Laminar or turbulent flow?

NabuzorNabuzor Member Posts: 1

Hello everyone,

I am trying to simulate different pipe flows with some obstacles inside:

  • stationary ones - these cases are often unable to achieve steady state and transient run is needed, but behaviour of a system is not perfectly repetitve over time;
  • rotors, which are moved due to forces exerted by fluid flow with use of six do solver - these are of course inherently unsteady

I am dealing with low Re numbers, like 1400, 1900 etc. which are calculated with respect to diameter of a pipe as a characteristic length and this would indicate laminar flow. Medium inside a pipe is water. However, due to unsteadiness of both cases and presence of such obstacles in flow I am not quite sure if I should use a laminar model or tubulent one (maybe even with some transition model turned on?) Or maybe I should calculate Reynolds number with respect to different characteristic length? I would be really grateful for any tips.

Thank you in advance for your help.

Answers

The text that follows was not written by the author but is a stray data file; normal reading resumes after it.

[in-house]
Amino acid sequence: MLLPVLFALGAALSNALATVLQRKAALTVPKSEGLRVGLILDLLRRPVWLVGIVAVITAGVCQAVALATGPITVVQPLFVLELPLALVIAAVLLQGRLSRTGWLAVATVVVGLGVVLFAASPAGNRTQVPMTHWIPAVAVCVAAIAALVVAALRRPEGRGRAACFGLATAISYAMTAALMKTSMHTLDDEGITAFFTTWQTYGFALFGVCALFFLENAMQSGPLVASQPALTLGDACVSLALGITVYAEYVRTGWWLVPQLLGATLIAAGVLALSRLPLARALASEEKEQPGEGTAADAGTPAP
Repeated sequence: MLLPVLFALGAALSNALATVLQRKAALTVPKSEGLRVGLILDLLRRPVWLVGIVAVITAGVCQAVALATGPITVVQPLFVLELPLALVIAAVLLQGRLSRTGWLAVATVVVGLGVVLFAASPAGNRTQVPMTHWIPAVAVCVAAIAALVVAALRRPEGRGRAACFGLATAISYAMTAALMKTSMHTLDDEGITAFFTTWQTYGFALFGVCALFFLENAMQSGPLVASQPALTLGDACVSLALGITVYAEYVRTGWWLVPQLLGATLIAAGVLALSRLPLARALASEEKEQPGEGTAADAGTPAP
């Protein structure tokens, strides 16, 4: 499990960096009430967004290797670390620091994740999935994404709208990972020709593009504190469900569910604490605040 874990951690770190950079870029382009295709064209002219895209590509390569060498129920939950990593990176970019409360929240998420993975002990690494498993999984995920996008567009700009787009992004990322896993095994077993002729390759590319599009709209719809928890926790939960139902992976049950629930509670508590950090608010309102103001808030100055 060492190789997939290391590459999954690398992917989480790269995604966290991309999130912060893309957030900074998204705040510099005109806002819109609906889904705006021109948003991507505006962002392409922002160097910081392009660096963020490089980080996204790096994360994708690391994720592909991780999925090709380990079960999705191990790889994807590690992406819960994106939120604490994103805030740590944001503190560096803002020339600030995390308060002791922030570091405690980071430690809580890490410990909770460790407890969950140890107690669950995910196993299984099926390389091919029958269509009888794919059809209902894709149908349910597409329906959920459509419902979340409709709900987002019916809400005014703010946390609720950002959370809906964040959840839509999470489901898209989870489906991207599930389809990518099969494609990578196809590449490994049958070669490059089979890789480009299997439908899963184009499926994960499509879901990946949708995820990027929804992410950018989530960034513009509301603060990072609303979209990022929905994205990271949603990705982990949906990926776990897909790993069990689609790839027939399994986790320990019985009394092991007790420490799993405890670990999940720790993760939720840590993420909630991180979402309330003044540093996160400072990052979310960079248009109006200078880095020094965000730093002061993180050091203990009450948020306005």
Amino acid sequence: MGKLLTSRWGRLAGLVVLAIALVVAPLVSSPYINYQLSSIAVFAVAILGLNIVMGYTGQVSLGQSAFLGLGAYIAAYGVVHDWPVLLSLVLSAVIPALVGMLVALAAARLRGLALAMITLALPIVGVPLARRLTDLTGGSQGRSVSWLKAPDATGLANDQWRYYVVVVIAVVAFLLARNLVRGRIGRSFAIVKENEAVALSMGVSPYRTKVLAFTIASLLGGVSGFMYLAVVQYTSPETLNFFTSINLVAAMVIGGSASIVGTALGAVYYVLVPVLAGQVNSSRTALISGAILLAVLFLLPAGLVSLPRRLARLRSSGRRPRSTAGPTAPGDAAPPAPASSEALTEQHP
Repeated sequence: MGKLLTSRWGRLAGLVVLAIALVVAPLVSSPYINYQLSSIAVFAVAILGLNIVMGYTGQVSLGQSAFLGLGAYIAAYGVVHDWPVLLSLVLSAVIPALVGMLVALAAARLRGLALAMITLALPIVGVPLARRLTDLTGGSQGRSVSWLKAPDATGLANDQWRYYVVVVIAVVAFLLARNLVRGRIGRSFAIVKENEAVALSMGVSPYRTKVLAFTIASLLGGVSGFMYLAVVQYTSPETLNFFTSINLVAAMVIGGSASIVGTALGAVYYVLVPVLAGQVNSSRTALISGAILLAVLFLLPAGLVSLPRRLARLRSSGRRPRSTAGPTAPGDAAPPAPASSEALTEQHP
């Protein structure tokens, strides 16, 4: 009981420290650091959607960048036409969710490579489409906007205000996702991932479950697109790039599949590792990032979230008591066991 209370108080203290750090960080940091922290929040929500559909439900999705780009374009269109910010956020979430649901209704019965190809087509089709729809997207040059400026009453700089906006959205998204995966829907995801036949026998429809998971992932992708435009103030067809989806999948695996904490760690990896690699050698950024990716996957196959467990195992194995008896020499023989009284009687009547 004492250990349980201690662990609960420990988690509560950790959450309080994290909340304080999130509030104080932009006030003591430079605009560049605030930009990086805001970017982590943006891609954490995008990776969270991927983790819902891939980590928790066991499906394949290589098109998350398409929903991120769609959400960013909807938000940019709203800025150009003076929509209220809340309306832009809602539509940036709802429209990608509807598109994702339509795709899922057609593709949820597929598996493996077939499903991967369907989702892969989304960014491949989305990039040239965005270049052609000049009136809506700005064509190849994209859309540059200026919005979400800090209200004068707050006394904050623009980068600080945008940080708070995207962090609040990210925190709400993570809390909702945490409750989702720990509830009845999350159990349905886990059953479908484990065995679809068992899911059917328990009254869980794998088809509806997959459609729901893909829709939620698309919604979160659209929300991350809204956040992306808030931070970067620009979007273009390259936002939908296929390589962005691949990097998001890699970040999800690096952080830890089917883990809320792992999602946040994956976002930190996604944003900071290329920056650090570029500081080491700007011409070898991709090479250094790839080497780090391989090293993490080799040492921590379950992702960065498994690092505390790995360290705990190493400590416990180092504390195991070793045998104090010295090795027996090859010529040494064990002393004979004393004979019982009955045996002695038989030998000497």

• RobRob UKForum Coordinator Posts: 8,326

    If you read the various papers by Reynold's turbulence occurs for Re over about 2300, laminar below about 1700. But, and this is where the theory breaks down, that's for "clear" flows. Add in disruption and you can easily see turbulent flow at Re of 1500-1700 and lower (I have a lab report showing turbulence at Re=1100ish courtesy of the local bus company).

    In CFD if you use laminar flow and it's marginally turbulent the flow tends to be transient or convergence isn't ideal. If you use a turbulence model and the flow is laminar you may diffuse some of the flow features out as the model promotes mixing. We tend to try and avoid transitional flow as engineers as it's hard to calculate drag (from charts) and oscillations in the flow can cause excessive vibration: heat transfer and mixing are poor too.


    If you read through the documentation you'll find there are transitional models, if you use these make sure you model sufficient upstream distance to let the solver determine the state of the fluid as there are coefficients to set. Given the turbines etc I'd favour using a turbulence model, probably kw and a very good quality mesh.

    As an aside, for rotors I'd use a sliding mesh and use a UDF to determine rotation speed from the force exerted on the blades. Don't forget about the gearbox losses.

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